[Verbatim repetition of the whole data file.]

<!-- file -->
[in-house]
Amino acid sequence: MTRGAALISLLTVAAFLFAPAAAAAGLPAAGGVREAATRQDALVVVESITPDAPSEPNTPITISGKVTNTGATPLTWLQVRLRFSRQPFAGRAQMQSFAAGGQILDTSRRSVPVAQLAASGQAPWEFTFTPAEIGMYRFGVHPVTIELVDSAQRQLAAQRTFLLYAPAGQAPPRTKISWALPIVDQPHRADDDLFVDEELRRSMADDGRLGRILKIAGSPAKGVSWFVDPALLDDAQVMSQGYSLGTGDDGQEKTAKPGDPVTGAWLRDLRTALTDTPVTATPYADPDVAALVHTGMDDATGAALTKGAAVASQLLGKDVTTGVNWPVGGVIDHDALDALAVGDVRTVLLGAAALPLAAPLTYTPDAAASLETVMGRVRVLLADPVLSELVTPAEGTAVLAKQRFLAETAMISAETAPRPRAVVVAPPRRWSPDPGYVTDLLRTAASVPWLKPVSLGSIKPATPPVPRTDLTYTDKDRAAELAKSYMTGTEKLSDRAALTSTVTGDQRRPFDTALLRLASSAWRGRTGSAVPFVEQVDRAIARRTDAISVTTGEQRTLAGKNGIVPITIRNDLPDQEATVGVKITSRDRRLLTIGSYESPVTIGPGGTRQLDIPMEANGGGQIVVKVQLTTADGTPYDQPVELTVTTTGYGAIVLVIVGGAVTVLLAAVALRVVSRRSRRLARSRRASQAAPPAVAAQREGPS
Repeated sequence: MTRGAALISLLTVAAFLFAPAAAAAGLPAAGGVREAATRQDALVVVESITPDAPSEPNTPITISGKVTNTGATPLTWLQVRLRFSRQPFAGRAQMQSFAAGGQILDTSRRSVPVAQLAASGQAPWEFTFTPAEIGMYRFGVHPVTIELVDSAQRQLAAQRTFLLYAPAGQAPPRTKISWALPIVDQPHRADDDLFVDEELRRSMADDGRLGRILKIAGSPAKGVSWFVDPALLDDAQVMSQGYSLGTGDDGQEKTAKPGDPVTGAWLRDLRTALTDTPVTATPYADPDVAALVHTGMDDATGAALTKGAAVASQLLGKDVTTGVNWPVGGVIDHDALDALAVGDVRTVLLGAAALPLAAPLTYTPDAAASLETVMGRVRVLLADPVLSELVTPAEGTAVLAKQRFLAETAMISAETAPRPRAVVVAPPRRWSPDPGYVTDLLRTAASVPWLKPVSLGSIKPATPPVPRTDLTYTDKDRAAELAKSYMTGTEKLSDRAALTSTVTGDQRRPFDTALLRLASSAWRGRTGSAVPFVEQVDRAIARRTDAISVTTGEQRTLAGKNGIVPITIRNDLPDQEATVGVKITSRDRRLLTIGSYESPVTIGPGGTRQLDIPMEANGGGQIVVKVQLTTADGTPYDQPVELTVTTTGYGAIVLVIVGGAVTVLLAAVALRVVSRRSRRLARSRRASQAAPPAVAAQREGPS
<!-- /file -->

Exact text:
[in-house]
Amino acid sequence: MTRGAALISLLTVAAFLFAPAAAAAGLPAAGGVREAATRQDALVVVESITPDAPSEPNTPITISGKVTNTGATPLTWLQVRLRFSRQPFAGRAQMQSFAAGGQILDTSRRSVPVAQLAASGQAPWEFTFTPAEIGMYRFGVHPVTIELVDSAQRQLAAQRTFLLYAPAGQAPPRTKISWALPIVDQPHRADDDLFVDEELRRSMADDGRLGRILKIAGSPAKGVSWFVDPALLDDAQVMSQGYSLGTGDDGQEKTAKPGDPVTGAWLRDLRTALTDTPVTATPYADPDVAALVHTGMDDATGAALTKGAAVASQLLGKDVTTGVNWPVGGVIDHDALDALAVGDVRTVLLGAAALPLAAPLTYTPDAAASLETVMGRVRVLLADPVLSELVTPAEGTAVLAKQRFLAETAMISAETAPRPRAVVVAPPRRWSPDPGYVTDLLRTAASVPWLKPVSLGSIKPATPPVPRTDLTYTDKDRAAELAKSYMTGTEKLSDRAALTSTVTGDQRRPFDTALLRLASSAWRGRTGSAVPFVEQVDRAIARRTDAISVTTGEQRTLAGKNGIVPITIRNDLPDQEATVGVKITSRDRRLLTIGSYESPVTIGPGGTRQLDIPMEANGGGQIVVKVQLTTADGTPYDQPVELTVTTTGYGAIVLVIVGGAVTVLLAAVALRVVSRRSRRLARSRRASQAAPPAVAAQREGPS
Repeated sequence: MTRGAALISLLTVAAFLFAPAAAAAGLPAAGGVREAATRQDALVVVESITPDAPSEPNTPITISGKVTNTGATPLTWLQVRLRFSRQPFAGRAQMQSFAAGGQILDTSRRSVPVAQLAASGQAPWEFTFTPAEIGMYRFGVHPVTIELVDSAQRQLAAQRTFLLYAPAGQAPPRTKISWALPIVDQPHRADDDLFVDEELRRSMADDGRLGRILKIAGSPAKGVSWFVDPALLDDAQVMSQGYSLGTGDDGQEKTAKPGDPVTGAWLRDLRTALTDTPVTATPYADPDVAALVHTGMDDATGAALTKGAAVASQLLGKDVTTGVNWPVGGVIDHDALDALAVGDVRTVLLGAAALPLAAPLTYTPDAAASLETVMGRVRVLLADPVLSELVTPAEGTAVLAKQRFLAETAMISAETAPRPRAVVVAPPRRWSPDPGYVTDLLRTAASVPWLKPVSLGSIKPATPPVPRTDLTYTDKDRAAELAKSYMTGTEKLSDRAALTSTVTGDQRRPFDTALLRLASSAWRGRTGSAVPFVEQVDRAIARRTDAISVTTGEQRTLAGKNGIVPITIRNDLPDQEATVGVKITSRDRRLLTIGSYESPVTIGPGGTRQLDIPMEANGGGQIVVKVQLTTADGTPYDQPVELTVTTTGYGAIVLVIVGGAVTVLLAAVALRVVSRRSRRLARSRRASQAAPPAVAAQREGPS